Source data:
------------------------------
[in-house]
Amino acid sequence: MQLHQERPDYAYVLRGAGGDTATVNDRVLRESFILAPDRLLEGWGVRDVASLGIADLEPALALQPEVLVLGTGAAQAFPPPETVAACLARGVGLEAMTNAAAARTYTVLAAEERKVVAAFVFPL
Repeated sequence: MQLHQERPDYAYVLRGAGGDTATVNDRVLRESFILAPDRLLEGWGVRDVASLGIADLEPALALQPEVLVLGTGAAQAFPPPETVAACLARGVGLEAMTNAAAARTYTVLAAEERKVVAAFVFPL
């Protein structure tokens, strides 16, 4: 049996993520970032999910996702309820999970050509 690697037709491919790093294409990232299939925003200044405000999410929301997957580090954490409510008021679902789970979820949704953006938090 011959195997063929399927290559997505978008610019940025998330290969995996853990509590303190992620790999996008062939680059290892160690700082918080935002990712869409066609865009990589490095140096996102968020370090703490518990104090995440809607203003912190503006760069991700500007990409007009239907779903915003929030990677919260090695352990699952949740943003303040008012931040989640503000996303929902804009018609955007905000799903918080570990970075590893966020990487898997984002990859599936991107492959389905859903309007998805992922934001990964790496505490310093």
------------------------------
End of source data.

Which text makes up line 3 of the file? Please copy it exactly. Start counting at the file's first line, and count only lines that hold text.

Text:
Repeated sequence: MQLHQERPDYAYVLRGAGGDTATVNDRVLRESFILAPDRLLEGWGVRDVASLGIADLEPALALQPEVLVLGTGAAQAFPPPETVAACLARGVGLEAMTNAAAARTYTVLAAEERKVVAAFVFPL